Dr. Masgutova is the originator of the Masgutova Neurosensorimotor Reflex Integration SM (MNRI) Method and Director of the Masgutova MNRI Institutes in Poland and the United States. She holds a Ph.D. in Developmental and Educational Psychology (1988) from the Scientific Research Institute at the Russian Education Academy in Moscow. Dr. Masgutova has held posts as post-graduate teacher, Head Researcher, Vice Director of Science, and Academy Chief and Lecturer at Russian Universities, and as Lecturer at Polish Universities and Research Institutes. She has held positions at the Orechovo-Zouevo State Educational University, Moscow Open State Educational University, Russian Education Academy, Research Laboratory of Movement and Personality Development, and Dolnoslaski School of High Education and Medical Academy of Wroclaw.
Dr. Masgutova’s Masters Thesis, “Unconditioned Reflexes, Unconscious Processes and their Effect on Personality Attitudes” (1980) reflected her early interest in the study of reflexes and gave her great insight into the impact reflexes have on human development. Much of her academic focus was based on the work of early twentieth century Russian scientists who were active during a time of great interest and advancement in physiology, learning disorders, and abnormal psychology. The West was largely blind to the significant advancements being made by Russian scientists Ivan Sechenov, Lev S. Vigotsky, Nikolai Bernstein, and Alexander Luria to name a few, as this was a time when opportunities for international communication were limited. The pioneering work of these esteemed scientists, which was available to Dr. Masgutova in her native language throughout her formative educational years in Russia, coupled with her personal research in the field formed the scientific underpinnings for what is today known as the Masgutova Method® or the Masgutova Neurosensorimotor Reflex Integration (MNRI® ) Method.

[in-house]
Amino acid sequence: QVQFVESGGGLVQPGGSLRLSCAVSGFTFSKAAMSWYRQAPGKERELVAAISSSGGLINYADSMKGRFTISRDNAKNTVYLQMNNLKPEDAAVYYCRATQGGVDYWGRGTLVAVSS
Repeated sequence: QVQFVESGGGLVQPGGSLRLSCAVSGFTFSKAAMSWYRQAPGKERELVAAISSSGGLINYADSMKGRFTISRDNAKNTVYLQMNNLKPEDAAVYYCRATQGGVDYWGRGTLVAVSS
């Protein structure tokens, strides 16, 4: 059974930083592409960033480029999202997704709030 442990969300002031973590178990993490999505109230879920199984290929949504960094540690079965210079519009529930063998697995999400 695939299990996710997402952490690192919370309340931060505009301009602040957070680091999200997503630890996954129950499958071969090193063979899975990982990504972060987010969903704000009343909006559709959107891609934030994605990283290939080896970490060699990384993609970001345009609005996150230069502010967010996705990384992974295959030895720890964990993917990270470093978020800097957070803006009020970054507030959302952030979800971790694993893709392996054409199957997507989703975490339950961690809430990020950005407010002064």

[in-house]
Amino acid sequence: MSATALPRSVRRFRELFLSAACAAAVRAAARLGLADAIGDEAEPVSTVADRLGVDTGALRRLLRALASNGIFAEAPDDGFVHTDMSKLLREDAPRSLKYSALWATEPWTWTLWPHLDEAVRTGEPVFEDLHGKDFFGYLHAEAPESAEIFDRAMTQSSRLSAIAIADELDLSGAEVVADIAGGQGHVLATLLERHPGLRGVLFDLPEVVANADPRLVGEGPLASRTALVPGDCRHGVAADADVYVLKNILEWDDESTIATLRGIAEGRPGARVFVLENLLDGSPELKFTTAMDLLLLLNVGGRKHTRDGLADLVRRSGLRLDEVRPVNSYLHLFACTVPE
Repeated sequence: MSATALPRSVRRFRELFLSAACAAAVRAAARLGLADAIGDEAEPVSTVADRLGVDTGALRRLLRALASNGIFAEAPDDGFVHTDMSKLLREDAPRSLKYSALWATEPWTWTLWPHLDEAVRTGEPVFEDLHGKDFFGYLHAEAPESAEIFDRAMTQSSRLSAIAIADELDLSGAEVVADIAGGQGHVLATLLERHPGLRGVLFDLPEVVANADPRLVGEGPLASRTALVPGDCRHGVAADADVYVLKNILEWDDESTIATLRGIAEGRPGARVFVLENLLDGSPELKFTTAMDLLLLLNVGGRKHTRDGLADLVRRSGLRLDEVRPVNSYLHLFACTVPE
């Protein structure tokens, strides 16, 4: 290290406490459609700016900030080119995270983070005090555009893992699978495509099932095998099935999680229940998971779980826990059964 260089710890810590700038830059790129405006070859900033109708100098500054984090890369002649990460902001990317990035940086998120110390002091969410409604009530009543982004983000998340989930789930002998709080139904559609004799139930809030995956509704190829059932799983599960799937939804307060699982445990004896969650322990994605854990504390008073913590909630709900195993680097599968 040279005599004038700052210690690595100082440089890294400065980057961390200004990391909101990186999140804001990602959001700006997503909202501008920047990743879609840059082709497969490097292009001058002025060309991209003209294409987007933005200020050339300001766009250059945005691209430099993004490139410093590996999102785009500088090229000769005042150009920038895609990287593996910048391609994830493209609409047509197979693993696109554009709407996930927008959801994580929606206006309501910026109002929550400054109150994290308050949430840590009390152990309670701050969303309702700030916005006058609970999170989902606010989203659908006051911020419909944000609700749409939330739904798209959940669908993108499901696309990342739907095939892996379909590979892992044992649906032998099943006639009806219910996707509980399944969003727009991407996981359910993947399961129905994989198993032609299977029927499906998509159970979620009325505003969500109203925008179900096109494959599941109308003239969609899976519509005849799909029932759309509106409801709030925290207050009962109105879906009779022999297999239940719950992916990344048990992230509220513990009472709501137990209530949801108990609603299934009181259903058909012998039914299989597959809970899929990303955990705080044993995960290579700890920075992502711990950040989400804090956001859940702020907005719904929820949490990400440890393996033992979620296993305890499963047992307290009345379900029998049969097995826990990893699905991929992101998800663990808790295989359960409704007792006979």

Turning Points and New Directions
Having completed her Ph.D. in Developmental and Educational Psychology, Dr. Masgutova began her post-graduate career as a post-graduate university teacher and researcher at the Russian Education Academy. Excited and enthusiastic to be part of the educational platform that had shaped her knowledge, she eagerly embraced the new challenges that came her way. Her path would be anything but typical, however, as an event occurred in 1989 that forever altered the course of her career.
From Developmental Psychology & Learning to Motor Reflex Integration